Two Become One, by Matt Warren
Normally if you’re at a cocktail party and the host queues up some home videos, that’s your cue to fake a cough, grab your wife or girlfriend, and get the fuck out of there. But when the hosts in question are pioneering industrial-rock weirdo Genesis P-Orridge (Throbbing Gristle, Psychic TV) and his dominatrix/performance artist wife Lady Jaye Breyer, you might wanna hang out—if only out of sick fascination. That, in a nutshell, is the experience of watching Marie Losier’s new documentary, The Ballad of Genesis and Lady Jaye, an unexpectedly earnest snapshot of the most passionate and unusual love affairs of the 21st Century.
But unusual is sort of what Genesis P-Orridge is all about. Born in 1950 as Neil Andrew Megson in Manchester, Orridge quickly embraced the counterculture as the founder of Throbbing Gristle, one of the earliest and most influential industrial rock bands. TG may not have been the most tuneful group to ever drill through a bullhorn on stage, but they were uncompromising and original. And these ou`tre´ impulses have carried Orridge through a notable—if not necessarily lucrative—four-decade career in music, Avant garde theater, and hagiographical punditry (judging from his many appearances as a talking head in documentaries such as William S. Burroughs: A Man Within).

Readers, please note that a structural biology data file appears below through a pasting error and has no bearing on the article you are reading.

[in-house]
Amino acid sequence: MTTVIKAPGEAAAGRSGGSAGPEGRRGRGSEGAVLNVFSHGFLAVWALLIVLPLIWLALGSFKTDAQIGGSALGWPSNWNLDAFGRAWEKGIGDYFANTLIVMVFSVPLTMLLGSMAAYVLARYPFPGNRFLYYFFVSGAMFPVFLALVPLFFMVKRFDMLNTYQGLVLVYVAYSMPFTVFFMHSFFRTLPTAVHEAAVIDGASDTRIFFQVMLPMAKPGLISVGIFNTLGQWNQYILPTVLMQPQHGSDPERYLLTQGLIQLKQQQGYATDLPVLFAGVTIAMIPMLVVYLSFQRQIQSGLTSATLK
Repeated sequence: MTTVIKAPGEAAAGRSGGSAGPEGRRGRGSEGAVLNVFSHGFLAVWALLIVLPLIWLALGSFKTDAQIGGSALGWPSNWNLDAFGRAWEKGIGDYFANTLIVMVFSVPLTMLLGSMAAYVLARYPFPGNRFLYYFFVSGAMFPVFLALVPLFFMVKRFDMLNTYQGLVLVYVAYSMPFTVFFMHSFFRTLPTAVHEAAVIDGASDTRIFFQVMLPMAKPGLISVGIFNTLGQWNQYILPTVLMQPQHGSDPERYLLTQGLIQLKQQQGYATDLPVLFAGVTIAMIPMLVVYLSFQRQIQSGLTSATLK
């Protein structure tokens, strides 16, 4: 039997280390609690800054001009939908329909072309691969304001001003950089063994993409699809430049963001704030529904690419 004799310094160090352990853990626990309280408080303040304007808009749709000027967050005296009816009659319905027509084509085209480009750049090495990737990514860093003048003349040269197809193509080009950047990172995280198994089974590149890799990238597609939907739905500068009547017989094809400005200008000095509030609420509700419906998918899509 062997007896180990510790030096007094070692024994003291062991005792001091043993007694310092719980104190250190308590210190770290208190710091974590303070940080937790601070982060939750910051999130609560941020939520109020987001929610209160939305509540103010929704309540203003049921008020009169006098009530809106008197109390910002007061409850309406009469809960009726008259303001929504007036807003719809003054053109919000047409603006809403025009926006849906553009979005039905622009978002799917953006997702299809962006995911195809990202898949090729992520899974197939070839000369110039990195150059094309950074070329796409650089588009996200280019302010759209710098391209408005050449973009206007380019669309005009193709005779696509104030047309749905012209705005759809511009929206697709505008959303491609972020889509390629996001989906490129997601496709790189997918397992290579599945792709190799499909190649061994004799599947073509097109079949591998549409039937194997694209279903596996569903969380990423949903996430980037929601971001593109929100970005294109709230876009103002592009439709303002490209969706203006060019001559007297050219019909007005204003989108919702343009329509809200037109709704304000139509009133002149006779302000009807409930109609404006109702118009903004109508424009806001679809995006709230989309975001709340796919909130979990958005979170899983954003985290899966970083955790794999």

But Ballad isn’t a career overview. It’s the story of Orridge and his beloved (second) wife, “Lady Jaye.” Over mostly impressionistic home video footage of the happy couple at home and on tour, Orridge narrates how he and Lady Jaye met, mated, and fell in love. Imagine a bizarro-world version of How I Met Your Mother, chock full of kinky sex and transgressive genderfucking. And while Ballad basically just boils down to home movies with directors’ commentary, the film can’t help but retain the veneer of artfulness, mostly because Genesis and Lady Jaye’s lives themselves were so artful.
To wit, the couple’s grandest “project”: Genesis Breyer P-Orridge. Happily married, Genesis and Lady Jaye set out to do the same thing most happily-married couples eventually set out to do: use their love to create a third creature. Normally, this means getting down and pinching out some offspring. But no, that’s not how the Orridges roll. Instead, they decided to literally (sort of) merge their physical selves into a pandrogynous, two-bodied entity known by a single combined moniker. What the fuck does that mean, you ask? Well, if you’re Genesis it means becoming vaguely transsexual, getting plastic surgery and breast implants so as to better resemble your soulmate. It’s kind of sweet, actually. Weird, but sweet.
At this point I guess I should point out that Ballad contains a great deal of, well, unconventional nudity, which some viewers may find deathly unappealing. But speaking as someone who regularly watches over 4+ hours of Christina Aguilera on The Voice per week, I can say for a fact that Orridge’s gender-neutral mammaries were only the second most bizarre set of plasticine tits to grace my Vizio this past Tuesday.
Ballad is ultimately little more than a sweet-but-slight glimpse into Orridge’s personal life, unmasking this famously abrasive and uncompromising artist as what he truly is—a big old softy.